Note:  Do not rely on this information. It is very old.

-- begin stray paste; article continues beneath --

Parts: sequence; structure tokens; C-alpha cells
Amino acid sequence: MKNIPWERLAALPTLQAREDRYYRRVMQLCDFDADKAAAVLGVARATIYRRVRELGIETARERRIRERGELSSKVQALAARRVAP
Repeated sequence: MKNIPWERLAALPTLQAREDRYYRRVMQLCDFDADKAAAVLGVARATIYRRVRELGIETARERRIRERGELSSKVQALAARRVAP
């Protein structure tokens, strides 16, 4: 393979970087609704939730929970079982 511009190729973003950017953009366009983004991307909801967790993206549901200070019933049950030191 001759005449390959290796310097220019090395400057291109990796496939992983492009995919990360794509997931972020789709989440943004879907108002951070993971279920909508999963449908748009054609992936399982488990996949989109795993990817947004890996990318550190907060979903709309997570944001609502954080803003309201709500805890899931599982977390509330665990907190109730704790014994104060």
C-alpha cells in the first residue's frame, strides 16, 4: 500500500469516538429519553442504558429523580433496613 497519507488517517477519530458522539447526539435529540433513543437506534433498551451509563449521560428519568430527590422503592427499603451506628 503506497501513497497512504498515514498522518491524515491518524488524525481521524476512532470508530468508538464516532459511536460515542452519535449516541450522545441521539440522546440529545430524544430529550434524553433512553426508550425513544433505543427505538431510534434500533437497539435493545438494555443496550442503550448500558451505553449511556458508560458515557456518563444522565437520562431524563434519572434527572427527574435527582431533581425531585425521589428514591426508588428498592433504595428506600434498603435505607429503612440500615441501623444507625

Philips, Ambeose (1671-1749), man of letters, was born of a good family in Leicestershire, and educated at Cambridge. On coming to London he became the friend of Addison and Steele, and a leading figure at Button's. He worked for Tonson, whose Miscellany (1709) opens with six Pastorals containing some of his most vigorous and elegant verses. Philips was always a consistent Whig. His contributions to the Freethinker (1711) were rewarded by the Government with the post of secretary to Archbishop Boulter in Ireland, where he eventually became judge of the Prerogative Court (1733). He died in London. Philips' plays are now deservedly forgotten. His "odes" often degenerate into a puerility which earned him the nickname of "Namby-pamby." yet such pieces as Timely Blossom, Infant Fair, are marked by a simplicity and grace which entitle them to rank amongst the best poetry of the kind.